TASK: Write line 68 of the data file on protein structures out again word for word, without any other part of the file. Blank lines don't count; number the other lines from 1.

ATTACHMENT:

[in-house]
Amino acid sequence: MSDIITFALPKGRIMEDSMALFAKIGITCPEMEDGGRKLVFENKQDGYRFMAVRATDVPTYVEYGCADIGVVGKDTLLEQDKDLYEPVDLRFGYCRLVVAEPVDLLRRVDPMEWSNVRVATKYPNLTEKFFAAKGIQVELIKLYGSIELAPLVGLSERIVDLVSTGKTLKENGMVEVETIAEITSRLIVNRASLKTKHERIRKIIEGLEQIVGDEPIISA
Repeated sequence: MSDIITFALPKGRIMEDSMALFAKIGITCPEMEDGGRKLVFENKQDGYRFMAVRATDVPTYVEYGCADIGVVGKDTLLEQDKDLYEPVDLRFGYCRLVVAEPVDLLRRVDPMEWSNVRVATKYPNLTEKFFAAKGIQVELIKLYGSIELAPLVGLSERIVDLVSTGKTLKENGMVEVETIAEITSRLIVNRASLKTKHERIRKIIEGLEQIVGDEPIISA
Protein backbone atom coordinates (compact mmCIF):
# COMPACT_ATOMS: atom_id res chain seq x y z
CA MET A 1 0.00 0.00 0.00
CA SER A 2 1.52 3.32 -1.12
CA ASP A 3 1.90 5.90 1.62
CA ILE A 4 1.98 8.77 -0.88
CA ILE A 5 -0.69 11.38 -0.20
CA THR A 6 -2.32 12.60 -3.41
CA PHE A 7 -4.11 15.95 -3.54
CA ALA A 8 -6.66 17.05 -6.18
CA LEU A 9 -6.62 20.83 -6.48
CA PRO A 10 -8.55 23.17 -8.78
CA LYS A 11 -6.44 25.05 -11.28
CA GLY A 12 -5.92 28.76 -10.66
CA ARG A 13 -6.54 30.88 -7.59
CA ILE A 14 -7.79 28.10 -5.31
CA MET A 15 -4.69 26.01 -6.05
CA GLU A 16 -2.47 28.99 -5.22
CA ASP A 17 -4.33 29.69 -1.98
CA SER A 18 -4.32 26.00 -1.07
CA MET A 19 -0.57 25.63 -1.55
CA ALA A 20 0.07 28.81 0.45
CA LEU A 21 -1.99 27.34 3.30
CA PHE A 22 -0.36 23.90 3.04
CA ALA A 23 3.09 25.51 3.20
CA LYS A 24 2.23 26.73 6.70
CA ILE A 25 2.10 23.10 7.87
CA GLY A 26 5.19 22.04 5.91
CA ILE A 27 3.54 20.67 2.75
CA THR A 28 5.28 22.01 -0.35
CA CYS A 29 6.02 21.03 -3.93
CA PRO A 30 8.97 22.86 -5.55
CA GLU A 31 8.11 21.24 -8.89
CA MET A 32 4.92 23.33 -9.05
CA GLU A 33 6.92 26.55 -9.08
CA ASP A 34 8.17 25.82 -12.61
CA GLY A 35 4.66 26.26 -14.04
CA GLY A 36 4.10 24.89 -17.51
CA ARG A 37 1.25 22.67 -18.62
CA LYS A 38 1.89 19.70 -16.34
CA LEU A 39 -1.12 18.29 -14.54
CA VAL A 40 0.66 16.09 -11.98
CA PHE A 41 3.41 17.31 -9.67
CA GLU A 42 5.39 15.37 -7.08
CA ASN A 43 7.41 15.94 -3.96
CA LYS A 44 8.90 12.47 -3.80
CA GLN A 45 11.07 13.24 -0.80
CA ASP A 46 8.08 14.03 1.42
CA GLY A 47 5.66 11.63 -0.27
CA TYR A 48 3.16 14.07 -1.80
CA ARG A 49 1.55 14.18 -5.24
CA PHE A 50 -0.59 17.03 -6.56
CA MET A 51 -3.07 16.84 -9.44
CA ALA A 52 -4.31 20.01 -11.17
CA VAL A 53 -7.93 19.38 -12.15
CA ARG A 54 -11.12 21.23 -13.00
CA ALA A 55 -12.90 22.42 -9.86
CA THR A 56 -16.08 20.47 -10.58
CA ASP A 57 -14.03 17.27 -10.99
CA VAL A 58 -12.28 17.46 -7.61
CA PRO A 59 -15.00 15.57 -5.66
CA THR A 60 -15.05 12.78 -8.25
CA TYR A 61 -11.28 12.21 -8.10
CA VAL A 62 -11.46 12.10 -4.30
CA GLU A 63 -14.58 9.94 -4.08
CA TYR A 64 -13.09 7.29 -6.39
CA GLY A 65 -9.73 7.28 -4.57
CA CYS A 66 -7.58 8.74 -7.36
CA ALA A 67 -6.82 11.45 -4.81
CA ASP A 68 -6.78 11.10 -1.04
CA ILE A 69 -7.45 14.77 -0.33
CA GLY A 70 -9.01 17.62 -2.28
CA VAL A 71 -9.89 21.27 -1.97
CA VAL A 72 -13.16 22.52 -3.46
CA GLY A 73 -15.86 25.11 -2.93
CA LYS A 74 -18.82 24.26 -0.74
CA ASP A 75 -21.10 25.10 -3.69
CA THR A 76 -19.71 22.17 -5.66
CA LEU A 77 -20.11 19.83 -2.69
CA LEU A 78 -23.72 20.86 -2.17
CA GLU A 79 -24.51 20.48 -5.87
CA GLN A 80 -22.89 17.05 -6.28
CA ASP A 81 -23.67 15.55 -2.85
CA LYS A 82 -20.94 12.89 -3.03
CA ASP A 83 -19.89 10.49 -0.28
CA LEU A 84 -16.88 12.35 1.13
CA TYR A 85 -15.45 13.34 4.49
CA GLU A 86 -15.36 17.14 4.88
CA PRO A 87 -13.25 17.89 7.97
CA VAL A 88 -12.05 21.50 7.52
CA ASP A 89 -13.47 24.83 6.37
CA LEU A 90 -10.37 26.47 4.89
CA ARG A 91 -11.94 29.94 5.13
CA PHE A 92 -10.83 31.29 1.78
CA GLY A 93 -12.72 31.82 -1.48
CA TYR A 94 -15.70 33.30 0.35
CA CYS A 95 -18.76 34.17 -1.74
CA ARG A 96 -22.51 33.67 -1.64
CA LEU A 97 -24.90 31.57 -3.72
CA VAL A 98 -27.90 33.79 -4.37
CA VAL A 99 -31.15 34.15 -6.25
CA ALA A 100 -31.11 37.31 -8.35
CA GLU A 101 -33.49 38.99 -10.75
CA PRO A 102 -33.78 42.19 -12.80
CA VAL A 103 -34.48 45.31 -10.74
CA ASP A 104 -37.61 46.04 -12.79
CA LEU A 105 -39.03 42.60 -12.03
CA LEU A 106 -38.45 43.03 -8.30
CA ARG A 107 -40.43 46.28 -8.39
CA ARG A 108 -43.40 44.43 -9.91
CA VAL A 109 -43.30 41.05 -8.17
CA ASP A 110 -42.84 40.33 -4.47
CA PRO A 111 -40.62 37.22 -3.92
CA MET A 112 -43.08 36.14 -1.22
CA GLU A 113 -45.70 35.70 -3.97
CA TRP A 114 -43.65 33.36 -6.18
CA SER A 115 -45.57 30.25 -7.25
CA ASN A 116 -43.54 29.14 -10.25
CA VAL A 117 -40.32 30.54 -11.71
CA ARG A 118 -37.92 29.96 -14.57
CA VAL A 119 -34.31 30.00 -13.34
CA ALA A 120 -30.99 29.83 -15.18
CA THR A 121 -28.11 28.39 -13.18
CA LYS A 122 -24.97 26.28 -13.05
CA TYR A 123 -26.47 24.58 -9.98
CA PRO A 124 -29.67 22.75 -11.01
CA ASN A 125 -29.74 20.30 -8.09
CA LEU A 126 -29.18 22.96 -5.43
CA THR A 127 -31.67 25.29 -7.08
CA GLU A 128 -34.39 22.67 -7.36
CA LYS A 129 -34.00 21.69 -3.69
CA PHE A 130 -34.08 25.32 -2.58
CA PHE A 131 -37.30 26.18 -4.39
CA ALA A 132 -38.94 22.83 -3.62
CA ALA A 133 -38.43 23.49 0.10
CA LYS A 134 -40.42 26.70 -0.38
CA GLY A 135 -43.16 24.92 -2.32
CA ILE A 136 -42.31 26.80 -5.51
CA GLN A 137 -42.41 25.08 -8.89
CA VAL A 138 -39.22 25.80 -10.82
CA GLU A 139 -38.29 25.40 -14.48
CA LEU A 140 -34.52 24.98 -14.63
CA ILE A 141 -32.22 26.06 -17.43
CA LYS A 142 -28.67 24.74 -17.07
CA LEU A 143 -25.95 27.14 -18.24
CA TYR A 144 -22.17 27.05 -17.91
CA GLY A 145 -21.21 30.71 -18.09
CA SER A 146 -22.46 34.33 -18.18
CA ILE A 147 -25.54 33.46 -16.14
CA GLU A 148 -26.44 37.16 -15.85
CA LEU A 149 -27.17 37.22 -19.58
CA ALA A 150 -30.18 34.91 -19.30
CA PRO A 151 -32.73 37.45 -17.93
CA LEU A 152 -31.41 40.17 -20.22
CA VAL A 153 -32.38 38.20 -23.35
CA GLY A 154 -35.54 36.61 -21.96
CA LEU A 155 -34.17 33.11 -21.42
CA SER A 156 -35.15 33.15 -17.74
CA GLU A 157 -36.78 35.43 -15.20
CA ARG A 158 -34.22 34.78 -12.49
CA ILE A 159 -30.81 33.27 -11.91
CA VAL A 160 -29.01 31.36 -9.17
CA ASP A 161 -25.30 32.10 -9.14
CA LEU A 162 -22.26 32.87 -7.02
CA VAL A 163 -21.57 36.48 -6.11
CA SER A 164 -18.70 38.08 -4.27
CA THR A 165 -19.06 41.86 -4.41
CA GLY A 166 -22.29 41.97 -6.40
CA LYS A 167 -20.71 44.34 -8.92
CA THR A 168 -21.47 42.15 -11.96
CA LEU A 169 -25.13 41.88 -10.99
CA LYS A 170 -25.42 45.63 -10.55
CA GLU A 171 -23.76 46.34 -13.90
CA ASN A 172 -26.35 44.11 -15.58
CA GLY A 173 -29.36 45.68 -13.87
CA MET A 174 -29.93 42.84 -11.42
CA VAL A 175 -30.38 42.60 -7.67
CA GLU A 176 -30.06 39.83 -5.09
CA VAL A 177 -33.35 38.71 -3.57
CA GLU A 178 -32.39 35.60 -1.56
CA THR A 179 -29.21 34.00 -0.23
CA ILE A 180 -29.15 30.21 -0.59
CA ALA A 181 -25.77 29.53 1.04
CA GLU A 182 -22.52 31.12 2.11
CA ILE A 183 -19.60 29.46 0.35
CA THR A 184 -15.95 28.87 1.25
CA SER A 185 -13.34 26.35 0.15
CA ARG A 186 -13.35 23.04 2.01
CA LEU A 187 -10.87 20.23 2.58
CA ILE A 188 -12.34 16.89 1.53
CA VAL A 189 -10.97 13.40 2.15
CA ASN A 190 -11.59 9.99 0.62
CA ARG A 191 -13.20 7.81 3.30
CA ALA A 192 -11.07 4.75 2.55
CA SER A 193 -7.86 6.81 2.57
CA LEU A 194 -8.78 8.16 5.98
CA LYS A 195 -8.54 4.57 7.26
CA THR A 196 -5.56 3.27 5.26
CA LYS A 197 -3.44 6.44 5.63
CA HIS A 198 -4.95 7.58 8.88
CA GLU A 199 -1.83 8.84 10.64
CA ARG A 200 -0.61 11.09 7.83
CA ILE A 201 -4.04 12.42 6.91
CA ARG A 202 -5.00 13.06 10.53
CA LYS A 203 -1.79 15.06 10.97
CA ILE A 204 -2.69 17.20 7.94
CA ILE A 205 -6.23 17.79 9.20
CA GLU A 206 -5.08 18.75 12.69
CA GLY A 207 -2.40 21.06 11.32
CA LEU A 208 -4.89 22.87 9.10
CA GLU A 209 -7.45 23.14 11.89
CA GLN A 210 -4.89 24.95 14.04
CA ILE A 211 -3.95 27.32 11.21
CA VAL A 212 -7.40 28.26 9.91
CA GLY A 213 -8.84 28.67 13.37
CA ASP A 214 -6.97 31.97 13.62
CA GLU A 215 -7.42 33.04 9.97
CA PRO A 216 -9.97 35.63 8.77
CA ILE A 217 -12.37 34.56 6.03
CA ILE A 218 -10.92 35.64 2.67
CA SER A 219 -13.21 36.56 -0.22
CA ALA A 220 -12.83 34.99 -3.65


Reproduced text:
CA GLU A 63 -14.58 9.94 -4.08